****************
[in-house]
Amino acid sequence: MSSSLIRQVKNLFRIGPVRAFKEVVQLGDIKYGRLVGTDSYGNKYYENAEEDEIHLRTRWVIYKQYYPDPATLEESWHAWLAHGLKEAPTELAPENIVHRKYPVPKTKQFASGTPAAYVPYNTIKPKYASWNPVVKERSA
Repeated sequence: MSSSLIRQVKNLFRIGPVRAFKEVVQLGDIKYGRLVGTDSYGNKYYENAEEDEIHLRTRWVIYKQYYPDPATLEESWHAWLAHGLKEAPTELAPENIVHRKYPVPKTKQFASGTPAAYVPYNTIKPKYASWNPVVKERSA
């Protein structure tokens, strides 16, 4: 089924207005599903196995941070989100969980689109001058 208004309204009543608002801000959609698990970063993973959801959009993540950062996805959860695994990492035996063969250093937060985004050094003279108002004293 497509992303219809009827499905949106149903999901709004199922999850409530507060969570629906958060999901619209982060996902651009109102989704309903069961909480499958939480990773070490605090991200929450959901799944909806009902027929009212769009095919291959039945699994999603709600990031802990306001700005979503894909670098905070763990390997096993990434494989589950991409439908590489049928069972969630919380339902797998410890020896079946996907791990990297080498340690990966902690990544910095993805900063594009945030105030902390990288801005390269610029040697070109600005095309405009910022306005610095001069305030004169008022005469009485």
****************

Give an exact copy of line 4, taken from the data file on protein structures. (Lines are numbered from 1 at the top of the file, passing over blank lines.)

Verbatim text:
């Protein structure tokens, strides 16, 4: 089924207005599903196995941070989100969980689109001058 208004309204009543608002801000959609698990970063993973959801959009993540950062996805959860695994990492035996063969250093937060985004050094003279108002004293 497509992303219809009827499905949106149903999901709004199922999850409530507060969570629906958060999901619209982060996902651009109102989704309903069961909480499958939480990773070490605090991200929450959901799944909806009902027929009212769009095919291959039945699994999603709600990031802990306001700005979503894909670098905070763990390997096993990434494989589950991409439908590489049928069972969630919380339902797998410890020896079946996907791990990297080498340690990966902690990544910095993805900063594009945030105030902390990288801005390269610029040697070109600005095309405009910022306005610095001069305030004169008022005469009485």